When plotting with legends using PyPlot, I got the following error. What may this error be caused by?
/usr/lib/pymodules/python2.7/matplotlib/legend.py:613: UserWarning: Legend does not support [<matplotlib.lines.Line2D object at 0x7fb319819150>]
Use proxy artist instead.
What are you plotting? It’s referring to some Line2D object that it says it can’t support.
I use legends in PyPlot all the time so I know they work and I can’t remember seeing that problem.
Hi Daneel, Thanks for the comments! In fact I came across this message when working on a very simple 1D plot.
f = plot([-1.0; 1.0], ones(2,1), "b")
g = plot([-2.0; -1.0], [0.0; 2.0], "r")
legend((f, g), (L"f(x)", L"g(x)"), loc=2, fontsize="small")
Am I missing anything? Thanks!!
The plot objects get wrapped in arrays. You can do this
legend([f,g],(L"f(x)", L"g(x)"), loc=2, fontsize="small")
or just put the labels in the
plot calls (my preference):
f = plot([-1.0; 1.0], ones(2,1), "b", label=L"f(x)")
g = plot([-2.0; -1.0], [0.0; 2.0], "r", label=L"g(x)")
I see! Thanks a lot! I didn’t realize that f and g here are arrays. Yes, it’s easier to just include the legends in the plot commands.
Note that you can also just do
legend([L"f(x)", L"g(x)"], loc=2, fontsize="small")
and it will automatically apply the labels to the first two plotted curves. There’s generally no need to use the output of the
plot function at all.
Steven, Thanks for reminding me that! Well, the example I gave is just a simplified version my actual code. In the actual code I have a dozen of calls of plots and only some of them are referred in the legend. So I need only some of the handles, not all of them. Thanks!!
I’m trying to plot two lines by calling plot only once. But both of the legends are set to be the legend for the second line. Am I missing anything? Thanks!!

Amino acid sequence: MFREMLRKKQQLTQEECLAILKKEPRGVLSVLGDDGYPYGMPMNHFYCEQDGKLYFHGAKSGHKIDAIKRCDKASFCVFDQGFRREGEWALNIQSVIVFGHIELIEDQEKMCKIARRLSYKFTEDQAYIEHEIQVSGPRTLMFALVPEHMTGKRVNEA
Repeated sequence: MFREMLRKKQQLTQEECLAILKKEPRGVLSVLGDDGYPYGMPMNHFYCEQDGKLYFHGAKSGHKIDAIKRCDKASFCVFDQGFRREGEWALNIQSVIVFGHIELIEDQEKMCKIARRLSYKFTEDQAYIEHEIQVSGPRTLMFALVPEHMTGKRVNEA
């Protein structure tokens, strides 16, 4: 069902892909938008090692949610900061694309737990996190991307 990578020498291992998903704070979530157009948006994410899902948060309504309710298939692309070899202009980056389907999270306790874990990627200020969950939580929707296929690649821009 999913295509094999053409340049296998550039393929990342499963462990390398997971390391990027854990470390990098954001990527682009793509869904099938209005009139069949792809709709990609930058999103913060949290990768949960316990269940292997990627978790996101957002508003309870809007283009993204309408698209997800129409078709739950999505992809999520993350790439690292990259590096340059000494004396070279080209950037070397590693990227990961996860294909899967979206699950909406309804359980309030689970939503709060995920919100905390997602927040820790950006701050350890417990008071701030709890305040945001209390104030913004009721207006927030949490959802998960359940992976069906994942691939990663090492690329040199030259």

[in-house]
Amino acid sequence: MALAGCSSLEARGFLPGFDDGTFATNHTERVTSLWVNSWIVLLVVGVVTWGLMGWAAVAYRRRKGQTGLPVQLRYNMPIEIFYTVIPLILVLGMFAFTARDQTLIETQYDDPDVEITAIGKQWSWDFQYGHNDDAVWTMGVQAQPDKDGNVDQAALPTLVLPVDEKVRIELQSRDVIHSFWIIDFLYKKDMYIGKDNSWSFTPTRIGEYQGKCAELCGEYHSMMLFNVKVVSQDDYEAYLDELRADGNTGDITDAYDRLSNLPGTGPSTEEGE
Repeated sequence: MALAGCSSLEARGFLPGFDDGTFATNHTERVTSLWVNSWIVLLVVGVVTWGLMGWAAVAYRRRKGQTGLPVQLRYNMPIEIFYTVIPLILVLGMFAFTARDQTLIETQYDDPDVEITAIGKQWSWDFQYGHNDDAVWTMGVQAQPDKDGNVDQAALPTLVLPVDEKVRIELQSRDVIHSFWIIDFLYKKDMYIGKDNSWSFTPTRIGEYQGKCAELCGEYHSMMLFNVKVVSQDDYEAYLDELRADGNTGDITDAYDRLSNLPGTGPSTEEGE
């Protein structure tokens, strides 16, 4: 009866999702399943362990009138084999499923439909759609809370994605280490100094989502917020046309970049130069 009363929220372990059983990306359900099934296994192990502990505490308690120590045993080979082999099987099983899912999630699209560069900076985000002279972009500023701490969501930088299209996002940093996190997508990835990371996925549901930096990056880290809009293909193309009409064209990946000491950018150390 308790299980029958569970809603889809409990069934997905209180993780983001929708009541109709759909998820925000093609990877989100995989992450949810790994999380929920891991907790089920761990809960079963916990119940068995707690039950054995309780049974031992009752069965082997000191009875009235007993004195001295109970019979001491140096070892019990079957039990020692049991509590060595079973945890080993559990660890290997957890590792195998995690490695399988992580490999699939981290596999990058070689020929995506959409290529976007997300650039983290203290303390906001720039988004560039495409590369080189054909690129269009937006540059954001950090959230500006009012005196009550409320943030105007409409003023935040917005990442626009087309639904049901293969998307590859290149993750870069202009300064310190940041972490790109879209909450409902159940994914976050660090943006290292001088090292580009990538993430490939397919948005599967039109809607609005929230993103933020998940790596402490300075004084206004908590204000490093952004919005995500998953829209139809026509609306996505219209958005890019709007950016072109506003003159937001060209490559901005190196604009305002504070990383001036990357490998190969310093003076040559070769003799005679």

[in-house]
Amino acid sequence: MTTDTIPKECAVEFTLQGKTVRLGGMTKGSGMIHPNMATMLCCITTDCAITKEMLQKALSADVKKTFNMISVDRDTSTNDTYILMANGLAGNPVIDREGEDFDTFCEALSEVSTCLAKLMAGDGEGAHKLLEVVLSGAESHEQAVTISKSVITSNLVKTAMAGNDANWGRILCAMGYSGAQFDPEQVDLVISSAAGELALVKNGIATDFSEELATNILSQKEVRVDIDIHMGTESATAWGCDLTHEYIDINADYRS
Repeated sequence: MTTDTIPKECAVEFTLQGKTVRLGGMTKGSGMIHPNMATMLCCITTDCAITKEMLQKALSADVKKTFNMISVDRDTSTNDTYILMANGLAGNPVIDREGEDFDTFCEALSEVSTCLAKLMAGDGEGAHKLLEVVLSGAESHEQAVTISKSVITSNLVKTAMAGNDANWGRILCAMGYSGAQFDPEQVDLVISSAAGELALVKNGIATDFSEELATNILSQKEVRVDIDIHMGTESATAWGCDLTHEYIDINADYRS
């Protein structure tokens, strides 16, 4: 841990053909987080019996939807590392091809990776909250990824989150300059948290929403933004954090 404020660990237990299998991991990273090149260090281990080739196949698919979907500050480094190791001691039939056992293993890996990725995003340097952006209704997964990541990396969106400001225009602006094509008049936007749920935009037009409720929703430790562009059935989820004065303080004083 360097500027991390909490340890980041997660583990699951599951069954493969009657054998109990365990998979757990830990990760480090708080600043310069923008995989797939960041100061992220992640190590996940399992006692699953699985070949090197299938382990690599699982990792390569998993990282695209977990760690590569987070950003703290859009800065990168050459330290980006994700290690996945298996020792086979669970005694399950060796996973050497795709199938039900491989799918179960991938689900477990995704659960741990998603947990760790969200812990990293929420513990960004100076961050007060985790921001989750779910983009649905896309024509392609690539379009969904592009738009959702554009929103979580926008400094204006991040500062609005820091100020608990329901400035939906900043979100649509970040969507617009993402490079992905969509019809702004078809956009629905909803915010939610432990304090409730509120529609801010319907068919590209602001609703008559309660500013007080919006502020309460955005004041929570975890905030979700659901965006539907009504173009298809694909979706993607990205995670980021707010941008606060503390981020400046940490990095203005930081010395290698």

plot([-1.0; 1.0], ones(2,1), "b", label=L"f(x)", [-2.0; -1.0], [0.0; 2.0], "r", label=L"g(x)")
Why don’t you just separate them into 2 different
plot commands (which is, in any case, more readable and more extensible to N commands)?
On the one hand, I want to include the julia code into my paper and the space I have is rather limited. The fewer lines, the better. On the other hand, I’m expecting what I have above to work normally. Since what I see is not what I expect, I thought I’d better ask. There might be some ideas of pyplot that I don’t know. I know this is somewhat a silly question. But my curiosity drove me to ask… Sorry…
It’s a fair question, I have just personally never liked that compressed style, but if space is at a premium then it makes sense. I’m afraid I don’t know the answer, though!
The array index needed to be “0” instead of “1” in my scenario when working around the same issue.
#plt.figure(figsize=(6, 6), dpi=80)
act_plt = plt.plot(x_data,y,’.’,color=‘green’)
l1_plt = plt.plot(x_data,y_pred_l1,’.’,color=‘blue’)
l2_plt = plt.plot(x_data,y_pred_l2,’.’,color=‘purple’)
ax = plt.gca()
ax.legend([act_plt, l1_plt, l2_plt],[‘Actual’,‘L1’,‘L2’])